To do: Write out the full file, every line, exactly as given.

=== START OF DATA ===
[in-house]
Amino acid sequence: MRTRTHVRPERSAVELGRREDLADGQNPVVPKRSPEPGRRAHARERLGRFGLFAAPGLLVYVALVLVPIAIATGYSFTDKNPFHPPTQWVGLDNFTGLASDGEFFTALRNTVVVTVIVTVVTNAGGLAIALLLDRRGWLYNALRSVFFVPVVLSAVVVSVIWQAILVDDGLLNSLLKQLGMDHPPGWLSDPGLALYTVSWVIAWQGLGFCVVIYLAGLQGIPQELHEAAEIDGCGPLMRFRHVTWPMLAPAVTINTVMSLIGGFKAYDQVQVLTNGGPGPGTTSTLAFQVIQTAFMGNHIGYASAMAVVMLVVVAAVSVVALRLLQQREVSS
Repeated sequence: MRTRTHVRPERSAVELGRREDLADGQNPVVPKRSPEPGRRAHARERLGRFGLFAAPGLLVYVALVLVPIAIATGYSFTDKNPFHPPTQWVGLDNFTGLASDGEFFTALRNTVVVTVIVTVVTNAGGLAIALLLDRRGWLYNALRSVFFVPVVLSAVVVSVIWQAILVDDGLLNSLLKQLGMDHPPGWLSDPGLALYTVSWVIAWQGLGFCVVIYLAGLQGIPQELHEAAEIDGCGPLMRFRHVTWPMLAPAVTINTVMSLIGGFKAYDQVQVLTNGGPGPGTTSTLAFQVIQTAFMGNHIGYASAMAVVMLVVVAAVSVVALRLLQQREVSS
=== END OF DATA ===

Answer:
[in-house]
Amino acid sequence: MRTRTHVRPERSAVELGRREDLADGQNPVVPKRSPEPGRRAHARERLGRFGLFAAPGLLVYVALVLVPIAIATGYSFTDKNPFHPPTQWVGLDNFTGLASDGEFFTALRNTVVVTVIVTVVTNAGGLAIALLLDRRGWLYNALRSVFFVPVVLSAVVVSVIWQAILVDDGLLNSLLKQLGMDHPPGWLSDPGLALYTVSWVIAWQGLGFCVVIYLAGLQGIPQELHEAAEIDGCGPLMRFRHVTWPMLAPAVTINTVMSLIGGFKAYDQVQVLTNGGPGPGTTSTLAFQVIQTAFMGNHIGYASAMAVVMLVVVAAVSVVALRLLQQREVSS
Repeated sequence: MRTRTHVRPERSAVELGRREDLADGQNPVVPKRSPEPGRRAHARERLGRFGLFAAPGLLVYVALVLVPIAIATGYSFTDKNPFHPPTQWVGLDNFTGLASDGEFFTALRNTVVVTVIVTVVTNAGGLAIALLLDRRGWLYNALRSVFFVPVVLSAVVVSVIWQAILVDDGLLNSLLKQLGMDHPPGWLSDPGLALYTVSWVIAWQGLGFCVVIYLAGLQGIPQELHEAAEIDGCGPLMRFRHVTWPMLAPAVTINTVMSLIGGFKAYDQVQVLTNGGPGPGTTSTLAFQVIQTAFMGNHIGYASAMAVVMLVVVAAVSVVALRLLQQREVSS